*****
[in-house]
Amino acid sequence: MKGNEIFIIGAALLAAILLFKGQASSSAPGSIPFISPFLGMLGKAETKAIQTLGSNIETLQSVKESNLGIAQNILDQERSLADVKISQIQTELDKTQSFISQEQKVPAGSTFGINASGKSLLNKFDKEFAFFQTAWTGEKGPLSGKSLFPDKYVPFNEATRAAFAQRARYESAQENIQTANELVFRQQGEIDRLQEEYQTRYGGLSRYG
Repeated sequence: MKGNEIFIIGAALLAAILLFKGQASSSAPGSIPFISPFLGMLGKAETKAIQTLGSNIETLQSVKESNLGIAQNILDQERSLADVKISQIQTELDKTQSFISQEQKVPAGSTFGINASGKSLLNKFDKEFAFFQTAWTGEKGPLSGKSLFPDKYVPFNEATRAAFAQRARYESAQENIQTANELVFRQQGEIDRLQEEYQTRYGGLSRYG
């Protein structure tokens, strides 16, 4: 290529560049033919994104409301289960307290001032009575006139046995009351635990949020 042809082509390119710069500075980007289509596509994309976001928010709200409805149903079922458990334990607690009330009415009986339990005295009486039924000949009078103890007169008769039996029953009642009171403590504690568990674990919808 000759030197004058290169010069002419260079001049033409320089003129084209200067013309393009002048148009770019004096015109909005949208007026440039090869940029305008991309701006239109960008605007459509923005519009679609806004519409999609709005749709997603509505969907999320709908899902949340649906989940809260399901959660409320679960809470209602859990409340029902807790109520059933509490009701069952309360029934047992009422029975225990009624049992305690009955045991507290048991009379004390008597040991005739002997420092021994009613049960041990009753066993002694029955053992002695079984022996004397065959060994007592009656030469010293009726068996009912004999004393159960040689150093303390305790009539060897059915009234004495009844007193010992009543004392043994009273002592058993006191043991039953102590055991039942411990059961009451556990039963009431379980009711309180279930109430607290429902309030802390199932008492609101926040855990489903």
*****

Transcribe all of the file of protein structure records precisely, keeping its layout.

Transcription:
[in-house]
Amino acid sequence: MKGNEIFIIGAALLAAILLFKGQASSSAPGSIPFISPFLGMLGKAETKAIQTLGSNIETLQSVKESNLGIAQNILDQERSLADVKISQIQTELDKTQSFISQEQKVPAGSTFGINASGKSLLNKFDKEFAFFQTAWTGEKGPLSGKSLFPDKYVPFNEATRAAFAQRARYESAQENIQTANELVFRQQGEIDRLQEEYQTRYGGLSRYG
Repeated sequence: MKGNEIFIIGAALLAAILLFKGQASSSAPGSIPFISPFLGMLGKAETKAIQTLGSNIETLQSVKESNLGIAQNILDQERSLADVKISQIQTELDKTQSFISQEQKVPAGSTFGINASGKSLLNKFDKEFAFFQTAWTGEKGPLSGKSLFPDKYVPFNEATRAAFAQRARYESAQENIQTANELVFRQQGEIDRLQEEYQTRYGGLSRYG
């Protein structure tokens, strides 16, 4: 290529560049033919994104409301289960307290001032009575006139046995009351635990949020 042809082509390119710069500075980007289509596509994309976001928010709200409805149903079922458990334990607690009330009415009986339990005295009486039924000949009078103890007169008769039996029953009642009171403590504690568990674990919808 000759030197004058290169010069002419260079001049033409320089003129084209200067013309393009002048148009770019004096015109909005949208007026440039090869940029305008991309701006239109960008605007459509923005519009679609806004519409999609709005749709997603509505969907999320709908899902949340649906989940809260399901959660409320679960809470209602859990409340029902807790109520059933509490009701069952309360029934047992009422029975225990009624049992305690009955045991507290048991009379004390008597040991005739002997420092021994009613049960041990009753066993002694029955053992002695079984022996004397065959060994007592009656030469010293009726068996009912004999004393159960040689150093303390305790009539060897059915009234004495009844007193010992009543004392043994009273002592058993006191043991039953102590055991039942411990059961009451556990039963009431379980009711309180279930109430607290429902309030802390199932008492609101926040855990489903």